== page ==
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New Federal Law Provides Justice Department with Broad Access to Business Financial Records

21 January 2004

On Saturday, December 13th, while the world watched the day long, widespread coverage of the capture of Saddam Hussein, President Bush signed a new law providing broad and sweeping powers to the Justice Department and the FBI. The new law, entitled the "Intelligence Authorization Act for Fiscal Year 2004," primarily is focused on authorizing appropriations for various security initiatives and intelligence activities of the federal government. However, tracked into the Act is one minor "redefinition" of the term "financial institution" to now include not only banks but also casinos, car and boat dealerships, stockbrokers, credit card companies, real estate agencies, insurance agencies, jewelers, airlines, the U.S. Post Office and any other business "whose cash transactions have a high degree of usefulness in criminal, tax, or regulatory matters."

By redefining the term "financial institution," the law extends the provisions within the 2001 Patriot Act to the financial records of these additional businesses. Most importantly, the FBI now has the statutory authority to obtain client records from all of these additional businesses (including casinos) merely by requesting the records in a "National Security Letter." To get the records, the FBI no longer has to appear before a judge and show "probable cause" that the targeted individual is involved in a criminal or terrorist activity.

The new federal law is drawing criticism from civil libertarians who are almost certain to challenge the law based on the safeguards of the Fourth Amendment to the U.S. Constitution, which provides for judicial oversight of the issuance of subpoenas to avoid unreasonable searches and seizures. They are certain to argue without the safeguards of judicial oversight, such power may be abused by the FBI. Notably, the ACLU filed the Nation's first legal challenge to the USA Patriot Act here in Detroit last summer, taking aim at a section of the law that allows the FBI to secretly obtain records. The ACLU argues that these provisions violate the Fourth Amendment by allowing the FBI to search and seize records without a warrant and without showing probable cause. The ACLU also argues that a "gag order" portion of the law which prohibits those who are served with requests for such information from telling anyone that the information was requested, violates the First Amendment.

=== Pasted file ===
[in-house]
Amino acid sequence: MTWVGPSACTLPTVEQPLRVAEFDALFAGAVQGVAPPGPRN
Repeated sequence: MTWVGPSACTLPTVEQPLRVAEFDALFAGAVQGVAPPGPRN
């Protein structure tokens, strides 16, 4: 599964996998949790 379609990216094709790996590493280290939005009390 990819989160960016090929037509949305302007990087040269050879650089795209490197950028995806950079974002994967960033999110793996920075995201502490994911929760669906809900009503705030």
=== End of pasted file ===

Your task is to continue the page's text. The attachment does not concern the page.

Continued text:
Supporters of the changes argue that it is necessary to prevent future terrorist attacks on the U.S. as part of the ongoing war on terrorism. They argue, in essence, that new times require new measures and that this step is necessary to safeguard our Nation.

As last year's news reports about William Bennett's alleged gambling habits pointed out, privacy should be a very serious issue to members of the casino gaming industry. Unfortunately, the industry now finds itself between a rock and a hard place. It has to comply with all laws, and no doubt operators will. Yet, it is certain to be criticized by those who feel the law is unjust and unconstitutional. It is important for casino operators to know what this new law allows the FBI to have access to and how best to comply, but at the same time protect their customers' privacy.

Hopefully, the FBI will show proper restraint in the application of the law while the courts sort the issues out and resolve them in the coming years. The litigation centered here in Detroit could go a long way in defining what is, and what is not, constitutionally permissible.

David Waddell
David Waddell is an attorney for Regulatory Management Counselors, P.C. (RMC), which assists businesses in navigating the legislative, regulatory and licensing systems governing Michigan’s commercial and tribal casino industries. He is the co-author of The State of Michigan Gaming Law Legal Resource Book and one of the founders of The Michigan Gaming Newsletter.

David Waddell Websites:

www.michigangaming.com
David Waddell
David Waddell is an attorney for Regulatory Management Counselors, P.C. (RMC), which assists businesses in navigating the legislative, regulatory and licensing systems governing Michigan’s commercial and tribal casino industries. He is the co-author of The State of Michigan Gaming Law Legal Resource Book and one of the founders of The Michigan Gaming Newsletter.

David Waddell Websites:

www.michigangaming.com